Before the run, you train. 

Preparing mentally and physically, you begin to gather insight, data, and map the route. You become stronger, exercising muscles you didn’t even know existed.

Then it’s race day. 

The excitement buzzes through you like static electricity and you’re high on the adrenaline rush of starting something new. You begin feeding off the energy of the runners surrounding you and those that came before. 

The race begins and you are alive with anticipation and enthusiasm. Running feels easy; a little breezy and cathartic.

Somewhere along the way you start knocking into people, worrying you’ll trip and fall flat on your face. But you just keep on going. 

Halfway through you start to wonder where the closest bathroom is. Questioning your breakfast choices, anxiety and worry creep in as you contemplate how the bathroom will mess up your timing. 

Deciding not to care, you relieve yourself of worry and thoughts and keep going, shutting out the feeling of the slow burning in your legs and lungs. 

The runner’s high now reinvigorates your senses carrying you many more miles. Taking in the fresh air, birds chirping, and sound of the river nearby, you are so glad you decided to do this.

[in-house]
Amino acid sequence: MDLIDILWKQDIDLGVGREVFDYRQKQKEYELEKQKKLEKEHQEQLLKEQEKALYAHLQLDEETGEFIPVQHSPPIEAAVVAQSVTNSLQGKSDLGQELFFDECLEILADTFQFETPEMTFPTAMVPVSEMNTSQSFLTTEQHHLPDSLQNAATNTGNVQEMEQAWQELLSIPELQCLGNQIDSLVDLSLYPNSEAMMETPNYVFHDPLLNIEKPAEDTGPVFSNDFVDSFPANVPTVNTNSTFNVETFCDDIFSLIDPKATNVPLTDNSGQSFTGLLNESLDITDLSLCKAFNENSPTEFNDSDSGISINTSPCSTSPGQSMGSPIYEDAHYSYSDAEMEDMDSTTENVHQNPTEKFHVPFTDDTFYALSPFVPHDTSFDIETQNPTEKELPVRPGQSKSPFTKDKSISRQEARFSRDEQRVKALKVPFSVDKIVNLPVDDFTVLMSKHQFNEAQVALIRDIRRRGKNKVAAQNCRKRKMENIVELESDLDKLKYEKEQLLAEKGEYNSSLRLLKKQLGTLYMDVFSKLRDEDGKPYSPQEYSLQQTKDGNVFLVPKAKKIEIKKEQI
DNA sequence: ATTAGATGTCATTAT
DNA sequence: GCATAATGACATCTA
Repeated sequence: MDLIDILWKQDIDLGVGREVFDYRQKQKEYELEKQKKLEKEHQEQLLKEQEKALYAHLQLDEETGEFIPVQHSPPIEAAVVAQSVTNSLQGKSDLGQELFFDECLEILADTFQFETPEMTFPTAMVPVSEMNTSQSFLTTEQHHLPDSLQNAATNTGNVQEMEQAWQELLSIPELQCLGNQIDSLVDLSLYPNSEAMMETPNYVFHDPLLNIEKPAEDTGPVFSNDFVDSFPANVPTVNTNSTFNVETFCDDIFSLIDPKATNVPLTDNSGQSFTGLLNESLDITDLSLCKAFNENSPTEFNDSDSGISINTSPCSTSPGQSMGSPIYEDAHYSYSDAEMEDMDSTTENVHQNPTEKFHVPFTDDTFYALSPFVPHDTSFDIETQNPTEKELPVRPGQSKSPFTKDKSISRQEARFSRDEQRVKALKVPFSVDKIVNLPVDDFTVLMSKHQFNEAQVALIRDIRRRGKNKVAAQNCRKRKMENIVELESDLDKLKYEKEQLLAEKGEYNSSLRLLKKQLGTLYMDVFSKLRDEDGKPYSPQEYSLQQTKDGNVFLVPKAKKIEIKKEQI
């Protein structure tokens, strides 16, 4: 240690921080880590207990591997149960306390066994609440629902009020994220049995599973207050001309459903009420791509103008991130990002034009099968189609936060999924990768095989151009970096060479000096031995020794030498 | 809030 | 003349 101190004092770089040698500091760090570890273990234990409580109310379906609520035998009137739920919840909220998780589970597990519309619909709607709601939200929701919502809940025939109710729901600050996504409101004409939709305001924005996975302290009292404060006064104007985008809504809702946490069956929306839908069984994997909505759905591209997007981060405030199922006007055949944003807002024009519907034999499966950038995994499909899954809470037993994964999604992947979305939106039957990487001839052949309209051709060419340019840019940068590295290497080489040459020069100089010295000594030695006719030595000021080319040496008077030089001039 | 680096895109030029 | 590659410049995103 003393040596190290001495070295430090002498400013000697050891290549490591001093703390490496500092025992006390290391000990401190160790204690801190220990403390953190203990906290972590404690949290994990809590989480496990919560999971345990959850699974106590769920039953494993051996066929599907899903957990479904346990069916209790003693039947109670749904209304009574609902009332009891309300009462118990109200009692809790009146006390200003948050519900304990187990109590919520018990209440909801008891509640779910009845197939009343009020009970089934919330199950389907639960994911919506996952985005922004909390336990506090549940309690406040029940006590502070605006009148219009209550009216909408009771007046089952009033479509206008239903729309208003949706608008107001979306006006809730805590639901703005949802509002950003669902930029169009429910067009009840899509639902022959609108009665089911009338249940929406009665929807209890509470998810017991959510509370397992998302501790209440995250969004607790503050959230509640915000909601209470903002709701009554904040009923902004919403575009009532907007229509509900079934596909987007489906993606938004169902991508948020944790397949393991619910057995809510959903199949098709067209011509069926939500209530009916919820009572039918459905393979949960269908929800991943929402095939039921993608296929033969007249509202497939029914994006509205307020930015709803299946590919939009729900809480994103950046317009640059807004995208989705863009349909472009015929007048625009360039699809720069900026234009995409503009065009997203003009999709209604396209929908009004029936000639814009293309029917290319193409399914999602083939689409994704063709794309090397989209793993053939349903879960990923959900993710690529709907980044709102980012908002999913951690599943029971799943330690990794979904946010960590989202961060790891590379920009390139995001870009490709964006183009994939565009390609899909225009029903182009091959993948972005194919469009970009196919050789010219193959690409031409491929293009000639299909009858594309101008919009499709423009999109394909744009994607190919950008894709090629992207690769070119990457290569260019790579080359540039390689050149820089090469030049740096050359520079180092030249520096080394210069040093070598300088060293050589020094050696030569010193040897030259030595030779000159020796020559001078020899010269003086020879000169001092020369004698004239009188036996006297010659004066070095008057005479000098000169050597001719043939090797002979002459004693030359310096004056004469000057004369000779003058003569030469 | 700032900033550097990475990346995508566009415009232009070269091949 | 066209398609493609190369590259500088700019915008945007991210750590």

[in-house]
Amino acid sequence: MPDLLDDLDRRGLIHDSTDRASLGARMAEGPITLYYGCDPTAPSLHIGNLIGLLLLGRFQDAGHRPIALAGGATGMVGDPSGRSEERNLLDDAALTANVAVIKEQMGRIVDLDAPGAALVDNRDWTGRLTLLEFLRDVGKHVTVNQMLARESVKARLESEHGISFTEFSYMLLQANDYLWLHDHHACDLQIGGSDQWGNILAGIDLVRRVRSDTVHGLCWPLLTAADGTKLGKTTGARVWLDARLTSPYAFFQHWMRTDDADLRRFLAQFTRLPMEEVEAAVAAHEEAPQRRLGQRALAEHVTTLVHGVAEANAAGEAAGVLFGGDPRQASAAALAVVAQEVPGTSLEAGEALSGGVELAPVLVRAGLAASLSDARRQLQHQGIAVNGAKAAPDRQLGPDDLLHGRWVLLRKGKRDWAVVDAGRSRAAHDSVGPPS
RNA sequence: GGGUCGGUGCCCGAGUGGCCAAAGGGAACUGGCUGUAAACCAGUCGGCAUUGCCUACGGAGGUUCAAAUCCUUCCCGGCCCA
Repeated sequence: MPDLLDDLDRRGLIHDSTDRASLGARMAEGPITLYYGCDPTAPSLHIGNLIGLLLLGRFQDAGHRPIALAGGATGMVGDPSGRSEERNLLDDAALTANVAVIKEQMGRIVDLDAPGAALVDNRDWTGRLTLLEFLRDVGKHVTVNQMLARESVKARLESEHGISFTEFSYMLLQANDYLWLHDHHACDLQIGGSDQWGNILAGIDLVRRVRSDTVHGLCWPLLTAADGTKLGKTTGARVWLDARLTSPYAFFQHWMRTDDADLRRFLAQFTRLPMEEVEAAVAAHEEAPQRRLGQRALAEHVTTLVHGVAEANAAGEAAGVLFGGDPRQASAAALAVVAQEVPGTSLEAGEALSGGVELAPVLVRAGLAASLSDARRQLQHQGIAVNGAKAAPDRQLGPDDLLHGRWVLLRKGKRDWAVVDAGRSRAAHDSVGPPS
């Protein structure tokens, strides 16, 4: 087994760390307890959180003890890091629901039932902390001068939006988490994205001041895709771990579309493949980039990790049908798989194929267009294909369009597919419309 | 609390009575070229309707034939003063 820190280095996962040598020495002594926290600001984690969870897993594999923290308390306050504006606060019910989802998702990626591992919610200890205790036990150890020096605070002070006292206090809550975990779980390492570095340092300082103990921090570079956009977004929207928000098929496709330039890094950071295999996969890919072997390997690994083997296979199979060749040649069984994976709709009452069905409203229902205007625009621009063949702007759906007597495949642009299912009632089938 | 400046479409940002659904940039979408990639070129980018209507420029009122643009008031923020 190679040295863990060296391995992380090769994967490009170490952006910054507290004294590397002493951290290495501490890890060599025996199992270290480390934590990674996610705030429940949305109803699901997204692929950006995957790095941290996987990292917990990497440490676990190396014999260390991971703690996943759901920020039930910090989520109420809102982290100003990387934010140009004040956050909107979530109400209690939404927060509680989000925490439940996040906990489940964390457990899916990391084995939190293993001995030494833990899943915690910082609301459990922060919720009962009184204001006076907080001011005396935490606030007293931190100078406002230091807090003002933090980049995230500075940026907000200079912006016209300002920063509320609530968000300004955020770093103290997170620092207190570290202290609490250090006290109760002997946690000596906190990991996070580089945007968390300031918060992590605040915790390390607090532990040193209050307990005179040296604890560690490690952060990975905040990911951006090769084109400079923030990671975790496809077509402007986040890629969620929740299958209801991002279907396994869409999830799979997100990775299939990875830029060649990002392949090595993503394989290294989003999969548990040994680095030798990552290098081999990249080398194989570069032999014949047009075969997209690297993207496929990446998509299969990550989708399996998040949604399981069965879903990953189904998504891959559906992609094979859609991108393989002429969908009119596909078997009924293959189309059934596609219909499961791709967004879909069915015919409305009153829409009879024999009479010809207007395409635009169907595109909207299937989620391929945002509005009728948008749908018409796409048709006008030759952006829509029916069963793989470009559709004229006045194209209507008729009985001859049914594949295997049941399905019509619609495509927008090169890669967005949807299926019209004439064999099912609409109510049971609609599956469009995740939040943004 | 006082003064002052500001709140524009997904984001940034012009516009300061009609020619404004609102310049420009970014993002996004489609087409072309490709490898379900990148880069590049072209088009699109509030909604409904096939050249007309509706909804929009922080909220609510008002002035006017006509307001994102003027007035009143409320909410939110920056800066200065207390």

Then you’re closing in on mile 22 and you want to give up. You’re utterly exhausted. 

Your muscles are slowing down and burning with a pain you can no longer ignore. Your feet are dragging and asking you to please lay down. You begin to wonder why you are running this marathon in the first place. There is no one in the crowd to cheer you on. You feel alone and can’t see the finish line. 

Then you begin to hear voices. Voices of your writing coach, editors, friends and family, reminding you that you’ve come this far and not to give up. Voices of other runners anticipating hearing about your journey. 

You begin to imagine loved ones, strangers, and neighbors waiting for you at the finish line. 

Then you’re wondering about the change your journey will bring. Will it inspire? Motivate others? 

Perhaps it will make a difference for one person. Most importantly, you realize that it will make a difference to you, because you know you did it. You persevered and only peed your pants a little. 

Then you cross the finish line.